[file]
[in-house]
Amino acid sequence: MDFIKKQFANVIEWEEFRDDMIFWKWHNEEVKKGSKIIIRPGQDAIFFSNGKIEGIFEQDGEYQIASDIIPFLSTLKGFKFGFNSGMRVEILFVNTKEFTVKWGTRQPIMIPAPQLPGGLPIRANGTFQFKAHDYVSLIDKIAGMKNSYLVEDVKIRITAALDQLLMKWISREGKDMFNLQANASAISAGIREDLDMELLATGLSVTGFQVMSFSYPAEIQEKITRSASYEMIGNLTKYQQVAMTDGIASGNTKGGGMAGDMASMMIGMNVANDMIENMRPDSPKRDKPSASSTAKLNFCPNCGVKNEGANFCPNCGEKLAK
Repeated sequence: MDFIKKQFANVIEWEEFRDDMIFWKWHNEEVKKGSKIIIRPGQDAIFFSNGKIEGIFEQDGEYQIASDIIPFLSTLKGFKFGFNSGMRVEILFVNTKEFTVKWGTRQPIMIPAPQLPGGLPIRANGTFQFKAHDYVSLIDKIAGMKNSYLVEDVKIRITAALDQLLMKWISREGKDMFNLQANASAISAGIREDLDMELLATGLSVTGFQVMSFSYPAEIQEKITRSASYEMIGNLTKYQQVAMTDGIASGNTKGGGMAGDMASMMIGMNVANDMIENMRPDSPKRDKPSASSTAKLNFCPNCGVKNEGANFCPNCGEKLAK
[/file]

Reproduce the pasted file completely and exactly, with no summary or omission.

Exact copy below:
[in-house]
Amino acid sequence: MDFIKKQFANVIEWEEFRDDMIFWKWHNEEVKKGSKIIIRPGQDAIFFSNGKIEGIFEQDGEYQIASDIIPFLSTLKGFKFGFNSGMRVEILFVNTKEFTVKWGTRQPIMIPAPQLPGGLPIRANGTFQFKAHDYVSLIDKIAGMKNSYLVEDVKIRITAALDQLLMKWISREGKDMFNLQANASAISAGIREDLDMELLATGLSVTGFQVMSFSYPAEIQEKITRSASYEMIGNLTKYQQVAMTDGIASGNTKGGGMAGDMASMMIGMNVANDMIENMRPDSPKRDKPSASSTAKLNFCPNCGVKNEGANFCPNCGEKLAK
Repeated sequence: MDFIKKQFANVIEWEEFRDDMIFWKWHNEEVKKGSKIIIRPGQDAIFFSNGKIEGIFEQDGEYQIASDIIPFLSTLKGFKFGFNSGMRVEILFVNTKEFTVKWGTRQPIMIPAPQLPGGLPIRANGTFQFKAHDYVSLIDKIAGMKNSYLVEDVKIRITAALDQLLMKWISREGKDMFNLQANASAISAGIREDLDMELLATGLSVTGFQVMSFSYPAEIQEKITRSASYEMIGNLTKYQQVAMTDGIASGNTKGGGMAGDMASMMIGMNVANDMIENMRPDSPKRDKPSASSTAKLNFCPNCGVKNEGANFCPNCGEKLAK